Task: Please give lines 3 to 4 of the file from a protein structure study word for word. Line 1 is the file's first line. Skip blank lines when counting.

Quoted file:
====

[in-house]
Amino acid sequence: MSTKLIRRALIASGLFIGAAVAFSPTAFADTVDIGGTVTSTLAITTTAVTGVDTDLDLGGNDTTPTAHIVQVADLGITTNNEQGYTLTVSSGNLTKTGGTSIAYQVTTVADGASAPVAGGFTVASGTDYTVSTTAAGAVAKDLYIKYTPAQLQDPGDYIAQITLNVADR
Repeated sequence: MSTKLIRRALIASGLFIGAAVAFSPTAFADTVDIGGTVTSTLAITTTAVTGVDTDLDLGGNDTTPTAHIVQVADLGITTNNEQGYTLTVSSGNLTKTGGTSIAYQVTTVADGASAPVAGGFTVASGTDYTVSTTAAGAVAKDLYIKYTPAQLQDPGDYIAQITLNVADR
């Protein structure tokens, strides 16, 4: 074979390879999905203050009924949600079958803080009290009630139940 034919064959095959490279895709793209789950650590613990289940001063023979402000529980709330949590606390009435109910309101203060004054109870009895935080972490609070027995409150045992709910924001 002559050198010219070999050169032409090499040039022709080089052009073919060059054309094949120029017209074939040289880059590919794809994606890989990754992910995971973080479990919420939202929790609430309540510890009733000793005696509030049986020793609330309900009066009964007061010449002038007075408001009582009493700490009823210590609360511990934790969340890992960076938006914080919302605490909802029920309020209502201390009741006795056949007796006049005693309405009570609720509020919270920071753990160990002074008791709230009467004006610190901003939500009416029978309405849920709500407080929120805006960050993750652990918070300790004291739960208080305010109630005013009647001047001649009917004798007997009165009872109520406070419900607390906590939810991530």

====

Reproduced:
Repeated sequence: MSTKLIRRALIASGLFIGAAVAFSPTAFADTVDIGGTVTSTLAITTTAVTGVDTDLDLGGNDTTPTAHIVQVADLGITTNNEQGYTLTVSSGNLTKTGGTSIAYQVTTVADGASAPVAGGFTVASGTDYTVSTTAAGAVAKDLYIKYTPAQLQDPGDYIAQITLNVADR
């Protein structure tokens, strides 16, 4: 074979390879999905203050009924949600079958803080009290009630139940 034919064959095959490279895709793209789950650590613990289940001063023979402000529980709330949590606390009435109910309101203060004054109870009895935080972490609070027995409150045992709910924001 002559050198010219070999050169032409090499040039022709080089052009073919060059054309094949120029017209074939040289880059590919794809994606890989990754992910995971973080479990919420939202929790609430309540510890009733000793005696509030049986020793609330309900009066009964007061010449002038007075408001009582009493700490009823210590609360511990934790969340890992960076938006914080919302605490909802029920309020209502201390009741006795056949007796006049005693309405009570609720509020919270920071753990160990002074008791709230009467004006610190901003939500009416029978309405849920709500407080929120805006960050993750652990918070300790004291739960208080305010109630005013009647001047001649009917004798007997009165009872109520406070419900607390906590939810991530």